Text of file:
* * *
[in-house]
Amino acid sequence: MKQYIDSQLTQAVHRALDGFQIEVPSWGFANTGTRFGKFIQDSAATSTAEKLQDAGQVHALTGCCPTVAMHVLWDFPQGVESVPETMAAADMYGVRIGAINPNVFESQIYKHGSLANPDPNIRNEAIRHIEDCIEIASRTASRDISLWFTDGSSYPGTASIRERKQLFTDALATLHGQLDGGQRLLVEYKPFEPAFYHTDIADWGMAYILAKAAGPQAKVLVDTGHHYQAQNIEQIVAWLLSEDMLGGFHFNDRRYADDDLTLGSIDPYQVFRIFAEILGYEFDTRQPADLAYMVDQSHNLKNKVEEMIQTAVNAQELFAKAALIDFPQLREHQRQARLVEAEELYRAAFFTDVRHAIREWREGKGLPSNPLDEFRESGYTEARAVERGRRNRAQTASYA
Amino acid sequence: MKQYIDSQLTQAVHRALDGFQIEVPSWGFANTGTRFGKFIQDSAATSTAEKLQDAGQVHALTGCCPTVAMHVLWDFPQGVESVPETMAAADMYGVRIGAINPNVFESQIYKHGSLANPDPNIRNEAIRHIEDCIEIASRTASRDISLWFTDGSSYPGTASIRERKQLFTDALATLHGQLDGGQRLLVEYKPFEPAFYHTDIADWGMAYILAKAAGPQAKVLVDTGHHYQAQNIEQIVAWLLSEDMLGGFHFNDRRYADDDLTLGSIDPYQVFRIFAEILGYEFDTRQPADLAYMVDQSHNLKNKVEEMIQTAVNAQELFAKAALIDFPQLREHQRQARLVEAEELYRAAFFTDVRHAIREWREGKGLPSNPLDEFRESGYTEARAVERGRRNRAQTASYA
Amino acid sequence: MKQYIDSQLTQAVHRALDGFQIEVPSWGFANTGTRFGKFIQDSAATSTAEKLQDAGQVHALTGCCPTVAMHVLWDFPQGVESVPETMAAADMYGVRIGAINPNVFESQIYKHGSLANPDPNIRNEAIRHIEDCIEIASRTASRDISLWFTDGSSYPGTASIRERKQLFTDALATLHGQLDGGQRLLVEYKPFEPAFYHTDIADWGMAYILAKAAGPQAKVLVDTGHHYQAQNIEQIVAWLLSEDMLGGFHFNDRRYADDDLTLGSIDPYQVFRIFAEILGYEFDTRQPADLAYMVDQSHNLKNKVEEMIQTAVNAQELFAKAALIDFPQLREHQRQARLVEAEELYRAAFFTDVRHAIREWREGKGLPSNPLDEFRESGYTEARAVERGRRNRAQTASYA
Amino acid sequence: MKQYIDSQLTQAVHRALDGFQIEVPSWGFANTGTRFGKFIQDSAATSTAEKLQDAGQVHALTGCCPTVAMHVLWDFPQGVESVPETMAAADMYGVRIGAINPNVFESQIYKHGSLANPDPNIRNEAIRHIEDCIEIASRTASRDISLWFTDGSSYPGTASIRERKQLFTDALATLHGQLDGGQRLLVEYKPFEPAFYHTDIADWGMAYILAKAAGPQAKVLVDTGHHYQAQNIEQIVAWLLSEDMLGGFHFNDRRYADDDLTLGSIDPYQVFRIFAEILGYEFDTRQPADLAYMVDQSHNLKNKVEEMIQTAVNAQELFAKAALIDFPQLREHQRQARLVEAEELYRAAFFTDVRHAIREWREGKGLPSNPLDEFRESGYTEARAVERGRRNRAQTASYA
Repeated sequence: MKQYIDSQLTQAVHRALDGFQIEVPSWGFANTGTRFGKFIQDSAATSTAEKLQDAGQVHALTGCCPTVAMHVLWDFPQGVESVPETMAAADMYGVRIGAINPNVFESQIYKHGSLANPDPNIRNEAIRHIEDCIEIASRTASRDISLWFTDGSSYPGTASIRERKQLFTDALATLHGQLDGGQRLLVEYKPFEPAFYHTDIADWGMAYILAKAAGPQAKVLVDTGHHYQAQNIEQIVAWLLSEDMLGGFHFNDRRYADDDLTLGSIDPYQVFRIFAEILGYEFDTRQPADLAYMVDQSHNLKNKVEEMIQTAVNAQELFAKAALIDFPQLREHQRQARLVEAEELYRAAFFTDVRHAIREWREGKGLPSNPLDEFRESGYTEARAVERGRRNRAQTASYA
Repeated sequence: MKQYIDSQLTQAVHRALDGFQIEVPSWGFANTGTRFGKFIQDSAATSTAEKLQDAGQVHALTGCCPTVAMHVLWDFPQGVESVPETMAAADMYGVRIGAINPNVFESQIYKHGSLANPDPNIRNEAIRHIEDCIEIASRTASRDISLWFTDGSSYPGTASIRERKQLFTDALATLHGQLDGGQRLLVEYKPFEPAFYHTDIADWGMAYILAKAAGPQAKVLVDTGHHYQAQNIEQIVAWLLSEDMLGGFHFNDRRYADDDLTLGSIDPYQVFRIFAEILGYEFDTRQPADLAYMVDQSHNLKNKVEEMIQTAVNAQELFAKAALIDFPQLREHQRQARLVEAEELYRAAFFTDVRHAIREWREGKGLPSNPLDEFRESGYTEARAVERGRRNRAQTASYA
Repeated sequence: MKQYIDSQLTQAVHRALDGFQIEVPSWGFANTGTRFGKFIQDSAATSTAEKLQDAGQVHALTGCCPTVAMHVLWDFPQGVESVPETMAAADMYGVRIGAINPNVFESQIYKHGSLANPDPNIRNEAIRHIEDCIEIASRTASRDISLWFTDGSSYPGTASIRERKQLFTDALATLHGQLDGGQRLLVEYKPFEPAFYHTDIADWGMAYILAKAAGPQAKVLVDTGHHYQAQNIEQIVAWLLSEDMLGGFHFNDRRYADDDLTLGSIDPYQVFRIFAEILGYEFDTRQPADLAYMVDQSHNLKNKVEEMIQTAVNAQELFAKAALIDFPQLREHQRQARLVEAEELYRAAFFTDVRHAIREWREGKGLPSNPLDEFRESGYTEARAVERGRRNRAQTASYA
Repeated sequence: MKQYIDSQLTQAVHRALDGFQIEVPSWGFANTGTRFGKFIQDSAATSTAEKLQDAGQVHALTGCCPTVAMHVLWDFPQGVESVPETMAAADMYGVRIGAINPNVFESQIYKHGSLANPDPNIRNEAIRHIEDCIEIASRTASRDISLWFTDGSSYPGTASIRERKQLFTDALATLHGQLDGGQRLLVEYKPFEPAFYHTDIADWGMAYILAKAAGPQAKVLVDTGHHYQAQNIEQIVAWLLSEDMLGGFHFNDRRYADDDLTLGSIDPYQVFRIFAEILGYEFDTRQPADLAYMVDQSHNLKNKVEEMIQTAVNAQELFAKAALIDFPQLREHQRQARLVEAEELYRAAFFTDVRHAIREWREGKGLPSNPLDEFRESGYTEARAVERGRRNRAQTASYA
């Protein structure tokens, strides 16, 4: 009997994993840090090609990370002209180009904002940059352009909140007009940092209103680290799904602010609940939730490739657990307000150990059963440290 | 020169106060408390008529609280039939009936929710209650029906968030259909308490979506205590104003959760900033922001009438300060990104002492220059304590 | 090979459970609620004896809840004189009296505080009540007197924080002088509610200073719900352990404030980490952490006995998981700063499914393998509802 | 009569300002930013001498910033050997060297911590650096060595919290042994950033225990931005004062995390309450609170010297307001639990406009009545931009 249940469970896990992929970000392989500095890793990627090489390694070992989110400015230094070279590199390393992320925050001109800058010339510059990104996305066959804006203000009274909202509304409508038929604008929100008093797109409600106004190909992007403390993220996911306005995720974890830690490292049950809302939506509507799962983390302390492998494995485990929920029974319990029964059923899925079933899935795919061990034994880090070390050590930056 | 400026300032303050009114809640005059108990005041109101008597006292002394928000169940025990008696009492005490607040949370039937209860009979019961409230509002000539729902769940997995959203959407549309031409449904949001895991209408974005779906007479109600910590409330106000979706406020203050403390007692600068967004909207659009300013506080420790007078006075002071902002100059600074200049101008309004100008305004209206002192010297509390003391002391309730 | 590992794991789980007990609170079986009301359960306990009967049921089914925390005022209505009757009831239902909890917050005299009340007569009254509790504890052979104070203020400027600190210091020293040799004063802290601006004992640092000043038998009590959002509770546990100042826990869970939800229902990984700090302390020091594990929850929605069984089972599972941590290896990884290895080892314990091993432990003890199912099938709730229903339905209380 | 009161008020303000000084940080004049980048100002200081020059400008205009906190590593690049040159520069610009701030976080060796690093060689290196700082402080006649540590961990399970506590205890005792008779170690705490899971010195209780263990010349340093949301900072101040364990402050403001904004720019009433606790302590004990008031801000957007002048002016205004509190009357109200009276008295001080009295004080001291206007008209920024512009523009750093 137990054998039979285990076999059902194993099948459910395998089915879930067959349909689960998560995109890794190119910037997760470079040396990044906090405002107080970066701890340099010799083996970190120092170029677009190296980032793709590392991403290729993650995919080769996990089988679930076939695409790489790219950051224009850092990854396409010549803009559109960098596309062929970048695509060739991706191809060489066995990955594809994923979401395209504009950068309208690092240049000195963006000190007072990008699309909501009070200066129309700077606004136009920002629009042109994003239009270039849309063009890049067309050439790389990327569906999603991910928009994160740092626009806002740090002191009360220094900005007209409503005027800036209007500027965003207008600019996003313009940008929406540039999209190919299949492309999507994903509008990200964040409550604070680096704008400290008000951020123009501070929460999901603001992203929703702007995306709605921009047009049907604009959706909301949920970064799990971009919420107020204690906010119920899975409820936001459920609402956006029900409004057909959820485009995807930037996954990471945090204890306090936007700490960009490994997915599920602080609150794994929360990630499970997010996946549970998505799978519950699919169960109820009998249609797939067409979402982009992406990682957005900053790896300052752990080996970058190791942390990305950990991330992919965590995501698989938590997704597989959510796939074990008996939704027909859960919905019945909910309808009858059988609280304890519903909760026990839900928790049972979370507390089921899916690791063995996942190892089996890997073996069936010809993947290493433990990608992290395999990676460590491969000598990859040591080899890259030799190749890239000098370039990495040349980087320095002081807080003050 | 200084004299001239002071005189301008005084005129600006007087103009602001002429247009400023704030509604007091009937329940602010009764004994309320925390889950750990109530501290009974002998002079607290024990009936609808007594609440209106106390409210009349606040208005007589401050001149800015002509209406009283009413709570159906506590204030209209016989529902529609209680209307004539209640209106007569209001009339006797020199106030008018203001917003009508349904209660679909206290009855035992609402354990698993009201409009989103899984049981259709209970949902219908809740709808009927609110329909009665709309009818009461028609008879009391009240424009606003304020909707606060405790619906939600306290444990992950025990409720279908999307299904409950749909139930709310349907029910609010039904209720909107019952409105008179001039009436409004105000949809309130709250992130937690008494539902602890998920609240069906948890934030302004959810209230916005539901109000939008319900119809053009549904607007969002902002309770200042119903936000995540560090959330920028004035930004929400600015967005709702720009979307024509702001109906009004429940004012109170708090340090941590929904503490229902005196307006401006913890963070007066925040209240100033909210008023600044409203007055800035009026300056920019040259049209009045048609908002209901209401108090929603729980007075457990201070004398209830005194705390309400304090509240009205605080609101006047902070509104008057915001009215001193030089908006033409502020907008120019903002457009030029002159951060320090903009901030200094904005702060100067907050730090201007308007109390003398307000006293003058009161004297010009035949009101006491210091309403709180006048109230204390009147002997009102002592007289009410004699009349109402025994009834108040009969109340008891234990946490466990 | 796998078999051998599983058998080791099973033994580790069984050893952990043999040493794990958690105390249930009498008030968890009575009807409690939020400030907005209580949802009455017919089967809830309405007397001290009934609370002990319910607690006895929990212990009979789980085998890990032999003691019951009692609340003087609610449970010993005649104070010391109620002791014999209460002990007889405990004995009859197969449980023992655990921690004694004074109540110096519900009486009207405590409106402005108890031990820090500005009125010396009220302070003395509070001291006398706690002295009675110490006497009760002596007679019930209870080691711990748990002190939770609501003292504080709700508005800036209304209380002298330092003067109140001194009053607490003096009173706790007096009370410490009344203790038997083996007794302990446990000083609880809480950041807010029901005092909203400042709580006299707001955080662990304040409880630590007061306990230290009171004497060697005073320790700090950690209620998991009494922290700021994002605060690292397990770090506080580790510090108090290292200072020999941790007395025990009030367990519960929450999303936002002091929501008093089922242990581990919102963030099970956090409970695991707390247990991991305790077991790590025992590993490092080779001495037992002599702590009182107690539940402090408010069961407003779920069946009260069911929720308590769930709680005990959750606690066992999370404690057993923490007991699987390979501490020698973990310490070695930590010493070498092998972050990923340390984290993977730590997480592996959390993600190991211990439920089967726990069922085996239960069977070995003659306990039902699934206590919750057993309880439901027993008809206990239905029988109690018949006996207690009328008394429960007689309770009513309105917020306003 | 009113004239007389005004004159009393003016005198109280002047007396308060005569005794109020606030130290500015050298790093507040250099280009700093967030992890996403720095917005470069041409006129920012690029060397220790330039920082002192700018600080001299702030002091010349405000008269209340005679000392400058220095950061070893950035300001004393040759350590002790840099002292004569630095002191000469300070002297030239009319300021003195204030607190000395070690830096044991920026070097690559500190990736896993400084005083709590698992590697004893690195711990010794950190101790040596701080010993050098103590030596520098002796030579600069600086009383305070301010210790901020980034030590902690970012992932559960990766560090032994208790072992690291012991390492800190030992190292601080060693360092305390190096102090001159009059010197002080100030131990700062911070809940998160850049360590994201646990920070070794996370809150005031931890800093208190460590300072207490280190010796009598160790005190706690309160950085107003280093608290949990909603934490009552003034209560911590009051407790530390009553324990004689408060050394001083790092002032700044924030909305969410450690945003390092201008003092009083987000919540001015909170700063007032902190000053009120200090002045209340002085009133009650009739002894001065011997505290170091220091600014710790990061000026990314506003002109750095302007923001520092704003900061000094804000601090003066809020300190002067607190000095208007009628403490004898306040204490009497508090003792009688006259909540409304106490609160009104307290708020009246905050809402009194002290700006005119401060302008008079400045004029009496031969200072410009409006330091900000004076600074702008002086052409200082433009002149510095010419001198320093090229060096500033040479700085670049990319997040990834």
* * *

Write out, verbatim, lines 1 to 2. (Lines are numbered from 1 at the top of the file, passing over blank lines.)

[in-house]
Amino acid sequence: MKQYIDSQLTQAVHRALDGFQIEVPSWGFANTGTRFGKFIQDSAATSTAEKLQDAGQVHALTGCCPTVAMHVLWDFPQGVESVPETMAAADMYGVRIGAINPNVFESQIYKHGSLANPDPNIRNEAIRHIEDCIEIASRTASRDISLWFTDGSSYPGTASIRERKQLFTDALATLHGQLDGGQRLLVEYKPFEPAFYHTDIADWGMAYILAKAAGPQAKVLVDTGHHYQAQNIEQIVAWLLSEDMLGGFHFNDRRYADDDLTLGSIDPYQVFRIFAEILGYEFDTRQPADLAYMVDQSHNLKNKVEEMIQTAVNAQELFAKAALIDFPQLREHQRQARLVEAEELYRAAFFTDVRHAIREWREGKGLPSNPLDEFRESGYTEARAVERGRRNRAQTASYA